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Stump Grinder Built For $1,500
When Steve Ferrante, Gaylord, Mich., needed a new stump grinder, he couldn't find what he wanted on the market. So he decided to build his own 3-pt. mounted, pto-driven model.
  "I built it for only about $1,500. New commercial models sell for $5,000 or more," says Ferrante.
  Unlike a conventional stump grinder where the cutting wheel turns on a vertical plane, the cutting wheel on Ferrante's model rotates horizontally.
  The entire unit mounts on an L-shaped steel frame. The cutting wheel was built by a local machine shop and is operated by a pto-driven gearbox. The cutting wheel consists of a 1 1/4-in. thick, 10-in. dia. steel plate with a 1-in. thick, 6-in. dia. plate welded on top of it. A 2 7/8-in. dia. hole was bored through the center of the two plates and a splined bushing for the gearbox was welded in. Sixteen 5/8-in. dia. holes were equally spaced near the edge of the plate to mount the cutter teeth - two holes for each of the eight teeth.
  "It has a simple design but it works great," says Ferrante. "I finished building it last summer and use it on my 27 hp Ford diesel tractor. I was able to grind 25 stumps in only 1 1/2 hours.
  "I came up with the idea because we have about 160 acres of wooded hills with 1 1/2 miles of trails that we made by cutting down trees. It left a lot of small stumps that couldn't be cut any lower with a chain saw. All the stumps made for quite a bumpy ride when riding in a golf cart or utility vehicle."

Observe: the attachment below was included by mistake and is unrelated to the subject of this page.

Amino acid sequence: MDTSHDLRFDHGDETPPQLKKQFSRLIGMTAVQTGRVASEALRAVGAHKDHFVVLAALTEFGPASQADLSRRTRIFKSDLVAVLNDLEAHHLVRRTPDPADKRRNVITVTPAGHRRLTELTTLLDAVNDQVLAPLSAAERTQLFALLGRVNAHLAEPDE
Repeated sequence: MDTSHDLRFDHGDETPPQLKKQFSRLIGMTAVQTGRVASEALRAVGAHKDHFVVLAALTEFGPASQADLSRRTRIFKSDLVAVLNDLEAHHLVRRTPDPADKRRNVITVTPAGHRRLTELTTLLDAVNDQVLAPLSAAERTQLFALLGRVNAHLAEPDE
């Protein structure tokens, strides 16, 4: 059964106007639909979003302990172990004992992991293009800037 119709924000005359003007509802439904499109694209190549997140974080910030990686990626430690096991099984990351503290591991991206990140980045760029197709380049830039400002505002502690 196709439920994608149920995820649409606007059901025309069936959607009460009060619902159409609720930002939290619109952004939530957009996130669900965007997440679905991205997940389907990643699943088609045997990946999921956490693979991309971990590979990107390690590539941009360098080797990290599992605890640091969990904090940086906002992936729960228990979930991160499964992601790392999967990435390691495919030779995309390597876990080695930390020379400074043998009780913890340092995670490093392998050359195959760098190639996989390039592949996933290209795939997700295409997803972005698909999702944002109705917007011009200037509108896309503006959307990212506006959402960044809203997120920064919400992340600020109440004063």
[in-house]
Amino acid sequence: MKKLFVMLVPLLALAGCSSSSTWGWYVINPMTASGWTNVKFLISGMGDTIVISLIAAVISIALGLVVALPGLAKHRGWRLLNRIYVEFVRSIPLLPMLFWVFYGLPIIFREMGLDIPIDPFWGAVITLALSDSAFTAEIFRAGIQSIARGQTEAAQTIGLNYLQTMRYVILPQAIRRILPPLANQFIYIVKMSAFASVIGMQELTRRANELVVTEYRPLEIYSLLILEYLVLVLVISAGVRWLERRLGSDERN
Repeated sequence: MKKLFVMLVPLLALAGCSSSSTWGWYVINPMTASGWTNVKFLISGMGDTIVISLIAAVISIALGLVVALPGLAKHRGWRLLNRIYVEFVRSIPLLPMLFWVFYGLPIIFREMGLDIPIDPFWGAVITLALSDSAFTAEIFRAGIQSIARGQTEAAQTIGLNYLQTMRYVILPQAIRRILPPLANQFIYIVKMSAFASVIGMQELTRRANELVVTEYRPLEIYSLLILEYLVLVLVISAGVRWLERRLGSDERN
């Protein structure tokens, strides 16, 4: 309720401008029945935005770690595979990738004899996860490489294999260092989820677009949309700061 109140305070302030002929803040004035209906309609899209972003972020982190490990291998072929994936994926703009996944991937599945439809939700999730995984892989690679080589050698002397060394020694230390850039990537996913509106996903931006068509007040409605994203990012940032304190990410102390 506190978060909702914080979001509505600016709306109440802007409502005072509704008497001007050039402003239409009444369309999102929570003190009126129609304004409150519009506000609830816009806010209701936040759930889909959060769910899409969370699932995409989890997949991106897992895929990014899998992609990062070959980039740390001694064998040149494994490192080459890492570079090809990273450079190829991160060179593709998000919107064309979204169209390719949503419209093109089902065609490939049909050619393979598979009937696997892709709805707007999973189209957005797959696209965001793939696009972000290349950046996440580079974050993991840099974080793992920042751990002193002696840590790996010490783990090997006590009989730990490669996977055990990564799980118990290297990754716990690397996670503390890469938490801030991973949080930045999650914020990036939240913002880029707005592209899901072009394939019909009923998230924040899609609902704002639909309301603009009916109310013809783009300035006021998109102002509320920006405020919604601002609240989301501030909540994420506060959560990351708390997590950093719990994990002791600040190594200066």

To cut a stump, Ferrante backs up to it and lowers the 3-pt. hitch until the cutting wheel touches the top of the stump. Then he backs up real slow. "Some stumps can be cut in one pass while others require another pass or two. The cutting wheel will cut about 3 in. below ground level. It smoothes the stumps right out."
  He also built a rack on the frame to hold a rake and a hoe. He uses the hoe to clear rocks away, and the rake to level the area back up after grinding the stump.
  Ferrante says he kept the cost down by buying off-the-shelf parts. "The gearbox was designed for a Bush Hog rotary cutter, and I already had the steel plate that it's mounted on. I bought the steel frame at a store for $100. I bought the cutting teeth from a supply store and paid $100 apiece for the gearbox and shaft. Once I got all the parts, it took only about five days to build."
  He says the machining work to form the cutting wheel and to mount the gearbox was the most expensive part of the project. "Anyone with a heavy duty drill press or lathe could probably build their own stump grinder like this for about $500," he notes.
  Contact: FARM SHOW Followup, Steve Ferrante, 4342 Whitehouse Trail, Gaylord, Mich. 49735 (ph 989 732-7924).

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2007 - Volume #31, Issue #6